• Complete lack of in-text citation and / or reference of sources in required format.
  • Submitting the same work, or major portions thereof, to satisfy the requirements of more than one course without permission from the instructor.
  • Cheating during a test, exam or other types of academic assessment (this could include using prohibited materials such as books, notes, calculators, or other electronic devices).
  • Receiving assistance from others (e.g. research, statistical, computer programming, field data collection help, or technical art/design production help) that constitutes an essential element in the undertaking without acknowledging such assistance in a paper, examination, or project.

Mandatory Sanctions

  1. Education Sanction (see specific tab for choices), AND
  2. A grade of zero (0) on the assignment.

Level 3 violations affect a significant portion of the assessment work, involve premeditation, and/or students who have repeated Type 1 and Type 2 violations. 

Examples (not intended to be an exhaustive list):

  • Repeat of Type 1 or 2 violations.
  • Falsification of data, and/or deliberately altering material (e.g. citing a source that does not exist).
  • Collaborating before an exam to develop methods of exchanging information and implementation thereof.
  • Use or distribution of material which has been acquired through unauthorized means.

Mandatory Sanctions

  1. Education Sanction (see specific tab for choices), AND
  2. A grade of zero (0) for the course.

Level 4 violations are reserved for the most serious breaches of academic integrity and/or incidents preceded by repeated violations at all previous levels.

Examples (not intended to be an exhaustive list):

  • Repeat of a Type 3 violation.
  • Providing another student with login information in an attempt to have that person complete the assessment work (false impersonation).
  • Infractions of academic integrity resembling criminal activity (e.g. forging a grade form, stealing an examination, buying an exam, falsifying a transcript).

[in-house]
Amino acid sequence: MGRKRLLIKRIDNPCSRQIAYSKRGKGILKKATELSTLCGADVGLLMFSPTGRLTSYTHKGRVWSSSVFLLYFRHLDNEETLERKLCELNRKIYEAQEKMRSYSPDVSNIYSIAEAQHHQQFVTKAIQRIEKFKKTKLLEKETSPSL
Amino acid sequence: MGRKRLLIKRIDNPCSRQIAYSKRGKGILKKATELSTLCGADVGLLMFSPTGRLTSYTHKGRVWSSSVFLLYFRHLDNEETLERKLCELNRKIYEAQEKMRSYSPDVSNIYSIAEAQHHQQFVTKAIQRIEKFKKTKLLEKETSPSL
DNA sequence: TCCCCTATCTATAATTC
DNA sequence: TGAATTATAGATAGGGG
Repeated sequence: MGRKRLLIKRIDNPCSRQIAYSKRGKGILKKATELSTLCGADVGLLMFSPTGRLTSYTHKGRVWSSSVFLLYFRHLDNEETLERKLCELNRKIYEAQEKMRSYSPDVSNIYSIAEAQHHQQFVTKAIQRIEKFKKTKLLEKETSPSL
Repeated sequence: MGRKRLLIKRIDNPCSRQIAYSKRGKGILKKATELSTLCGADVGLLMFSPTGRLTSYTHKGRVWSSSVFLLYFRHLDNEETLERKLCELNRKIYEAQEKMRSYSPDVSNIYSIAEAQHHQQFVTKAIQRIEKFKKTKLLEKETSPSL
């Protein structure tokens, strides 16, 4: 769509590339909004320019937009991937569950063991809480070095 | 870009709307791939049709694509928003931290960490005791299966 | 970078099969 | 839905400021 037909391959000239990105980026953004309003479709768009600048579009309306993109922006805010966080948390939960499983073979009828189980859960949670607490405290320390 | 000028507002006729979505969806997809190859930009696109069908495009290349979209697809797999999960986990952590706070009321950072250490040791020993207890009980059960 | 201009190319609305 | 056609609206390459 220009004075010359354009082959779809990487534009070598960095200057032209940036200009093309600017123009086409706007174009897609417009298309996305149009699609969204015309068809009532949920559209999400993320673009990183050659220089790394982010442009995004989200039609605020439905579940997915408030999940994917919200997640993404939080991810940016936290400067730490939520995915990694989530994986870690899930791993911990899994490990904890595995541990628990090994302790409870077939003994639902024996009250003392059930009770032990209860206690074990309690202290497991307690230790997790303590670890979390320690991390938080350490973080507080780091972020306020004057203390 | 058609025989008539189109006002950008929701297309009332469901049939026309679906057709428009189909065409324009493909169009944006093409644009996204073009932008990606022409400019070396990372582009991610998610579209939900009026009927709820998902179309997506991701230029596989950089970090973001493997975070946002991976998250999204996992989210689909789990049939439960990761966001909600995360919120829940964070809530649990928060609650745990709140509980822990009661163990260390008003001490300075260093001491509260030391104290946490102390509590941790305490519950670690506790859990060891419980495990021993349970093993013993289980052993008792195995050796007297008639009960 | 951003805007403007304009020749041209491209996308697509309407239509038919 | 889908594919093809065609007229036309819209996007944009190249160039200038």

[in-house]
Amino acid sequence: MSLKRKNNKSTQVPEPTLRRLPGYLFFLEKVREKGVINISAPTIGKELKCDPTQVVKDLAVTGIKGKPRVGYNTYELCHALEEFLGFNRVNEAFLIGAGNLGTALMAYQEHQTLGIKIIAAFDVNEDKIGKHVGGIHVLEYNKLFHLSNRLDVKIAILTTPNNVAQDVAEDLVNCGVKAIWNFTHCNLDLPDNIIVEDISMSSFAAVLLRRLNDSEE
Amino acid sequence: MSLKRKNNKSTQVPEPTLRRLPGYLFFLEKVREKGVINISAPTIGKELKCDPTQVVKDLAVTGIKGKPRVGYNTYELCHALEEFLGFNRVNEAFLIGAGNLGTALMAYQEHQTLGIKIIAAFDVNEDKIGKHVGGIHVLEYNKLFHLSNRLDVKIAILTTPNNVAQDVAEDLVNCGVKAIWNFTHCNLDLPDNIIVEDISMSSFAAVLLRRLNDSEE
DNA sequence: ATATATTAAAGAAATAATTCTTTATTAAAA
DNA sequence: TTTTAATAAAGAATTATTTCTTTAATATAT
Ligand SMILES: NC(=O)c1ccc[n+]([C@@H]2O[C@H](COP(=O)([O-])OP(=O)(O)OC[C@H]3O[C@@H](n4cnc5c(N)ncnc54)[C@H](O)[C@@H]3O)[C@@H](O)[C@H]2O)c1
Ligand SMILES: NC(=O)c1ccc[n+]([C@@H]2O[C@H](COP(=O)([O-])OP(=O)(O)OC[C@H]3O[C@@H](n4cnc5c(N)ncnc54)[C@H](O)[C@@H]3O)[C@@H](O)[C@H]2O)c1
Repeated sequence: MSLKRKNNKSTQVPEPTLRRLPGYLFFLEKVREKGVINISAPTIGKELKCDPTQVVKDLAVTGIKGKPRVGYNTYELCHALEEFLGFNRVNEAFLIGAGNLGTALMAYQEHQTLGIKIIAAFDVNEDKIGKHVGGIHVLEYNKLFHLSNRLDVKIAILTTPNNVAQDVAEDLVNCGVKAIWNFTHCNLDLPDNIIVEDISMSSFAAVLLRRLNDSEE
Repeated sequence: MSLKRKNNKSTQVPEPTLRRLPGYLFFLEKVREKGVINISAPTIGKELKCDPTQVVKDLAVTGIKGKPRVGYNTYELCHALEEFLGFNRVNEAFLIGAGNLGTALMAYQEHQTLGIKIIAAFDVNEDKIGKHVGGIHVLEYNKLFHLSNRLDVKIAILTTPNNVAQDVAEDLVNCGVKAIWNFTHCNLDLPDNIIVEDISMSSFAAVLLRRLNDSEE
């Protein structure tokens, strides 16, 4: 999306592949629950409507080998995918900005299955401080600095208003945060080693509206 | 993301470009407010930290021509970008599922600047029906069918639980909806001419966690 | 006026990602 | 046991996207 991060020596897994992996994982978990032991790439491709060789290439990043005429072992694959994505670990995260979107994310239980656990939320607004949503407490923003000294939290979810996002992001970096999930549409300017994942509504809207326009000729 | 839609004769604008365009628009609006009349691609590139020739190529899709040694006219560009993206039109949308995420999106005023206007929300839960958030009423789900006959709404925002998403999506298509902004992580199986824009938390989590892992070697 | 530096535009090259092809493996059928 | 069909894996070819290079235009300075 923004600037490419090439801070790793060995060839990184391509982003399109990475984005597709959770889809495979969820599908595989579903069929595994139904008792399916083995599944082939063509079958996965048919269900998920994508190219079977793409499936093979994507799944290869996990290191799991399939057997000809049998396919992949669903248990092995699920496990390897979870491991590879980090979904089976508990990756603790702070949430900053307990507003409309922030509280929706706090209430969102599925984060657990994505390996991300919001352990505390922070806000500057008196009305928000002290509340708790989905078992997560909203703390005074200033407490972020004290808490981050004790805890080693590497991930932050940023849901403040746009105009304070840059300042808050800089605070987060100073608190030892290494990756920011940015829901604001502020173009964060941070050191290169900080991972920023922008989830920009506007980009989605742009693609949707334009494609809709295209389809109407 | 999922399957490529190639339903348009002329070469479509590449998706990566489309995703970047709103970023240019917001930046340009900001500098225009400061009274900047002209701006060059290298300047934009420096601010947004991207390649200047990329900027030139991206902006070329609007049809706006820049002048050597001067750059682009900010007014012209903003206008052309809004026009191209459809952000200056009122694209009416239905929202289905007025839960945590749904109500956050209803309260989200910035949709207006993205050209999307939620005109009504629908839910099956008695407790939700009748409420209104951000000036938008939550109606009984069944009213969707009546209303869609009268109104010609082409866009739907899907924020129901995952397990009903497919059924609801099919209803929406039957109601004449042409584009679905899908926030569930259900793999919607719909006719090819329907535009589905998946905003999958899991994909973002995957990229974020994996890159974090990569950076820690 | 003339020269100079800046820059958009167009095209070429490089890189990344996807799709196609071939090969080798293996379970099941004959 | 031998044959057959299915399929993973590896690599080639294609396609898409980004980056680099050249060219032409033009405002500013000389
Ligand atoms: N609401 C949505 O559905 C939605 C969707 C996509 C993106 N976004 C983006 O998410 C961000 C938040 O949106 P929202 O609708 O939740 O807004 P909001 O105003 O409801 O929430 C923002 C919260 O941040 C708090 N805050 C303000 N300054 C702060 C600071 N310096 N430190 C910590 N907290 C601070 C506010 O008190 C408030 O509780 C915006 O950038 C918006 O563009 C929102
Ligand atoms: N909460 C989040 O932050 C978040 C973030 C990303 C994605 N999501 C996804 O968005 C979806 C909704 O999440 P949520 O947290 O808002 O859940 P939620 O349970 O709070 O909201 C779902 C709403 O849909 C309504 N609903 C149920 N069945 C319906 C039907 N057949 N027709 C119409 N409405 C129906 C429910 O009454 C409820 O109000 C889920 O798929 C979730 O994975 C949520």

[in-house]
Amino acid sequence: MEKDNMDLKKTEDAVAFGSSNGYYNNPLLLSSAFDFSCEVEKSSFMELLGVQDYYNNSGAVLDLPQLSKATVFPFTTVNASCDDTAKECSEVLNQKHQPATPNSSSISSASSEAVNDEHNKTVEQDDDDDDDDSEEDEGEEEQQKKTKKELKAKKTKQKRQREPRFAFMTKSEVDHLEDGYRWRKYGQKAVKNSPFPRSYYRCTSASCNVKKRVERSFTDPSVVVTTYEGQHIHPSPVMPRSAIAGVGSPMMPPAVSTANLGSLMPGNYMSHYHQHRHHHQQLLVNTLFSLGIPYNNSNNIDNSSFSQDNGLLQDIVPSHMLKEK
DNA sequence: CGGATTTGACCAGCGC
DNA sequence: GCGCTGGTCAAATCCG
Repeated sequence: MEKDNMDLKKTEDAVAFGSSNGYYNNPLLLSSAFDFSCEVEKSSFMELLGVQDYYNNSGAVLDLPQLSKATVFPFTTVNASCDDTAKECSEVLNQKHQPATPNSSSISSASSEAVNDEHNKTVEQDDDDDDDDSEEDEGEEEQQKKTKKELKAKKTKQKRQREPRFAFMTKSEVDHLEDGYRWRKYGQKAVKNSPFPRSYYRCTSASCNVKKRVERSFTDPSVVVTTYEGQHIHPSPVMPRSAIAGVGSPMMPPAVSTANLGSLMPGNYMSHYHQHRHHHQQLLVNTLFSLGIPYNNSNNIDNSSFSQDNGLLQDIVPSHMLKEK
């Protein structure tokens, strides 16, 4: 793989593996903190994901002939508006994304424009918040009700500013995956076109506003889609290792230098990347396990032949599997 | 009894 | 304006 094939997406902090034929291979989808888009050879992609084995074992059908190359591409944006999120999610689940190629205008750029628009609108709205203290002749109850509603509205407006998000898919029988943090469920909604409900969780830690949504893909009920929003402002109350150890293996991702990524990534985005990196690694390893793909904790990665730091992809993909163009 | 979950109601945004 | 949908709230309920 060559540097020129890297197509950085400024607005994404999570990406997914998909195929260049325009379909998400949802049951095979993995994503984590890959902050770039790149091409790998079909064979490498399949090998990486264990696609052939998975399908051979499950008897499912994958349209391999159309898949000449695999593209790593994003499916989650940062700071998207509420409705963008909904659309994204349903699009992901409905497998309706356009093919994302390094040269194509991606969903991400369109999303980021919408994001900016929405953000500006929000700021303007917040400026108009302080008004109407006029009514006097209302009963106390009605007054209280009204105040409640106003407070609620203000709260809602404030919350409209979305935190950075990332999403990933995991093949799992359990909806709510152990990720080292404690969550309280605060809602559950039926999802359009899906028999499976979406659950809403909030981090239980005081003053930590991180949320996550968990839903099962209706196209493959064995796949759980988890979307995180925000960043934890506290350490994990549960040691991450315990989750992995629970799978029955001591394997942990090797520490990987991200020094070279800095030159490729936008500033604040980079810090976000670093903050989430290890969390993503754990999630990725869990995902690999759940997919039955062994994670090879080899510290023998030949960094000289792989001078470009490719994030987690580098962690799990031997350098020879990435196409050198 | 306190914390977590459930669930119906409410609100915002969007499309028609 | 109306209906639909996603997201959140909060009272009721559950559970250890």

• False impersonation in an exam.
  • Sabotaging another student’s work through actions designed to prevent the student from successfully completing an assignment.

Mandatory Sanctions

  1. Education Sanction (see specific tab for choices), AND
  2. Suspension from the College for a minimum of one semester or regular program delivery. Faculty may choose Option ‘a’ or ‘b’:
    a. One to Three Semesters: Must be approved by the Dean of the applicable School.
    b. Three or More Semesters: Must be approved by the Dean in consultation with the Vice-President Academic.

The library continues to develop workshops and D2L Modules to educate students on material related to academic integrity and research skills that provide preventative education for students. At this time you may assign any of the following sanctions directly on the violation form:

  • Academic Integrity D2L Module
  • Avoiding Plagiarism D2L Module
  • Avoiding Plagiarism Workshop (held in-person and online)
  • APA Citation Workshop (held in-person and online)
  • One-on-one Meeting - library staff meet with the student review any past violations to identify information gaps and meet the individual needs of the student

Where you are able to identify specific learning needs of the student, there is room on the violation form to indicate so that library and academic skills staff can step in and assist the student with the needed learning.

Please Note: The timeline for completion of the education sanction should be reasonable for the student and also not too long out that would delay their learning. The intention is to provide timely learning to prevent further violations - recommended 2-3 weeks where possible.

4. Applying Sanctions

When the violation form is submitted the student will receive an email from the Academic Integrity Officer indicating the steps to take to register or enroll in the educational module, workshop, or meeting listed in the violation form. The intent of the education sanctions is to ensure that students are afforded the opportunity to learn from violations and prevent violations from occurring in the future.

If by the assigned deadline the student has not completed the assigned sanction, you will receive an email indicating that it has not been completed. At this time, you have the ability to move forward with any further sanctions as outlined on the original violation submission. 

PLEASE NOTE: When setting the timeline for completion of the education sanction it should be reasonable for the student and also not too long out that would delay their learning. The intention is to provide timely learning to prevent further violations - recommended 2-3 weeks where possible.

5. Follow-up

Once the academic integrity process completes, it can be particularly hard for students to reintegrate into the classroom with you as faculty or in some cases with classmates. Follow-up with the student presents an opportunity to reconnect and help the student move forward successfully.